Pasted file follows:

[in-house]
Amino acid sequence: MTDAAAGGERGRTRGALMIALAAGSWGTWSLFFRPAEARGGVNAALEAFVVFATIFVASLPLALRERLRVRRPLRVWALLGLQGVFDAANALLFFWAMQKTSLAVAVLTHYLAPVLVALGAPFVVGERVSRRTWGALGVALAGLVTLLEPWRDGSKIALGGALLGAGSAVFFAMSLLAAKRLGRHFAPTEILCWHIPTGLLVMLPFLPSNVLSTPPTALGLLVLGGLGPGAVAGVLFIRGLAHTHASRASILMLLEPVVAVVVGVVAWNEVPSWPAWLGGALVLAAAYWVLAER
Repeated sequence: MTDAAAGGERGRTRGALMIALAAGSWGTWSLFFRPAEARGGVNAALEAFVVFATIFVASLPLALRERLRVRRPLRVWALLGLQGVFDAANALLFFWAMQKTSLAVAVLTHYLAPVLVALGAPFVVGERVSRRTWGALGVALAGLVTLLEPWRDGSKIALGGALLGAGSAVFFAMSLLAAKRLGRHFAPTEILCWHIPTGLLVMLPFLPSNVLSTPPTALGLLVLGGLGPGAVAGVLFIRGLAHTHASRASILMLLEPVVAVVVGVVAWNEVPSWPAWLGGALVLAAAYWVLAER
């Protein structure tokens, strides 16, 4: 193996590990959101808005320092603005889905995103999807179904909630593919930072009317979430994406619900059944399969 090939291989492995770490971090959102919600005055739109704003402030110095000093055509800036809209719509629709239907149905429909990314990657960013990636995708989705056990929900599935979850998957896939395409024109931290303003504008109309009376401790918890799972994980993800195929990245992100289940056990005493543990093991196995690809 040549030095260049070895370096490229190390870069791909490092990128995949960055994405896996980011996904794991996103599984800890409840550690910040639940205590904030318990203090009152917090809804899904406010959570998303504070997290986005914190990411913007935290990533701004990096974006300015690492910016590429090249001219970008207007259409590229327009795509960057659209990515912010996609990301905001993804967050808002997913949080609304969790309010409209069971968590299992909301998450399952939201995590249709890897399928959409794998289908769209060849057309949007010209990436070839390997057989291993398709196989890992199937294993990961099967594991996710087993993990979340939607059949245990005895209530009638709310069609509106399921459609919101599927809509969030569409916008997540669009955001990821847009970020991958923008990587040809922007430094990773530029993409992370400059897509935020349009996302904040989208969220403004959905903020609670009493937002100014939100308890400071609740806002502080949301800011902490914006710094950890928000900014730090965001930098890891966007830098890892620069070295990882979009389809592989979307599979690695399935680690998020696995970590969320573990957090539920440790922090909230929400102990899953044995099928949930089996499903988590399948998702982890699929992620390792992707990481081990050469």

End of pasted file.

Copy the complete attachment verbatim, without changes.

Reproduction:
[in-house]
Amino acid sequence: MTDAAAGGERGRTRGALMIALAAGSWGTWSLFFRPAEARGGVNAALEAFVVFATIFVASLPLALRERLRVRRPLRVWALLGLQGVFDAANALLFFWAMQKTSLAVAVLTHYLAPVLVALGAPFVVGERVSRRTWGALGVALAGLVTLLEPWRDGSKIALGGALLGAGSAVFFAMSLLAAKRLGRHFAPTEILCWHIPTGLLVMLPFLPSNVLSTPPTALGLLVLGGLGPGAVAGVLFIRGLAHTHASRASILMLLEPVVAVVVGVVAWNEVPSWPAWLGGALVLAAAYWVLAER
Repeated sequence: MTDAAAGGERGRTRGALMIALAAGSWGTWSLFFRPAEARGGVNAALEAFVVFATIFVASLPLALRERLRVRRPLRVWALLGLQGVFDAANALLFFWAMQKTSLAVAVLTHYLAPVLVALGAPFVVGERVSRRTWGALGVALAGLVTLLEPWRDGSKIALGGALLGAGSAVFFAMSLLAAKRLGRHFAPTEILCWHIPTGLLVMLPFLPSNVLSTPPTALGLLVLGGLGPGAVAGVLFIRGLAHTHASRASILMLLEPVVAVVVGVVAWNEVPSWPAWLGGALVLAAAYWVLAER
């Protein structure tokens, strides 16, 4: 193996590990959101808005320092603005889905995103999807179904909630593919930072009317979430994406619900059944399969 090939291989492995770490971090959102919600005055739109704003402030110095000093055509800036809209719509629709239907149905429909990314990657960013990636995708989705056990929900599935979850998957896939395409024109931290303003504008109309009376401790918890799972994980993800195929990245992100289940056990005493543990093991196995690809 040549030095260049070895370096490229190390870069791909490092990128995949960055994405896996980011996904794991996103599984800890409840550690910040639940205590904030318990203090009152917090809804899904406010959570998303504070997290986005914190990411913007935290990533701004990096974006300015690492910016590429090249001219970008207007259409590229327009795509960057659209990515912010996609990301905001993804967050808002997913949080609304969790309010409209069971968590299992909301998450399952939201995590249709890897399928959409794998289908769209060849057309949007010209990436070839390997057989291993398709196989890992199937294993990961099967594991996710087993993990979340939607059949245990005895209530009638709310069609509106399921459609919101599927809509969030569409916008997540669009955001990821847009970020991958923008990587040809922007430094990773530029993409992370400059897509935020349009996302904040989208969220403004959905903020609670009493937002100014939100308890400071609740806002502080949301800011902490914006710094950890928000900014730090965001930098890891966007830098890892620069070295990882979009389809592989979307599979690695399935680690998020696995970590969320573990957090539920440790922090909230929400102990899953044995099928949930089996499903988590399948998702982890699929992620390792992707990481081990050469």